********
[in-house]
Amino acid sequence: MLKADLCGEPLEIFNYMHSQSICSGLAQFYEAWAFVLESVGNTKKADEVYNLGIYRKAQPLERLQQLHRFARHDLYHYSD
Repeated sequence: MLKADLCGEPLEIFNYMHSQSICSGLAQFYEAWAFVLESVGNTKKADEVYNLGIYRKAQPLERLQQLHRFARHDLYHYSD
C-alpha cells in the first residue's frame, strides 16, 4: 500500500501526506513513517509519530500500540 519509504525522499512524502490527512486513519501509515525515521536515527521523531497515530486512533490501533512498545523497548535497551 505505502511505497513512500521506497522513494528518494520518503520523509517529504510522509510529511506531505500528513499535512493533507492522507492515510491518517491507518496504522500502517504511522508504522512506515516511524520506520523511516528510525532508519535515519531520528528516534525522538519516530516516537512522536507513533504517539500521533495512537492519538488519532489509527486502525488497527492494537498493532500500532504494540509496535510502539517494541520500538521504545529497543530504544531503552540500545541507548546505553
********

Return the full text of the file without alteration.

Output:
[in-house]
Amino acid sequence: MLKADLCGEPLEIFNYMHSQSICSGLAQFYEAWAFVLESVGNTKKADEVYNLGIYRKAQPLERLQQLHRFARHDLYHYSD
Repeated sequence: MLKADLCGEPLEIFNYMHSQSICSGLAQFYEAWAFVLESVGNTKKADEVYNLGIYRKAQPLERLQQLHRFARHDLYHYSD
C-alpha cells in the first residue's frame, strides 16, 4: 500500500501526506513513517509519530500500540 519509504525522499512524502490527512486513519501509515525515521536515527521523531497515530486512533490501533512498545523497548535497551 505505502511505497513512500521506497522513494528518494520518503520523509517529504510522509510529511506531505500528513499535512493533507492522507492515510491518517491507518496504522500502517504511522508504522512506515516511524520506520523511516528510525532508519535515519531520528528516534525522538519516530516516537512522536507513533504517539500521533495512537492519538488519532489509527486502525488497527492494537498493532500500532504494540509496535510502539517494541520500538521504545529497543530504544531503552540500545541507548546505553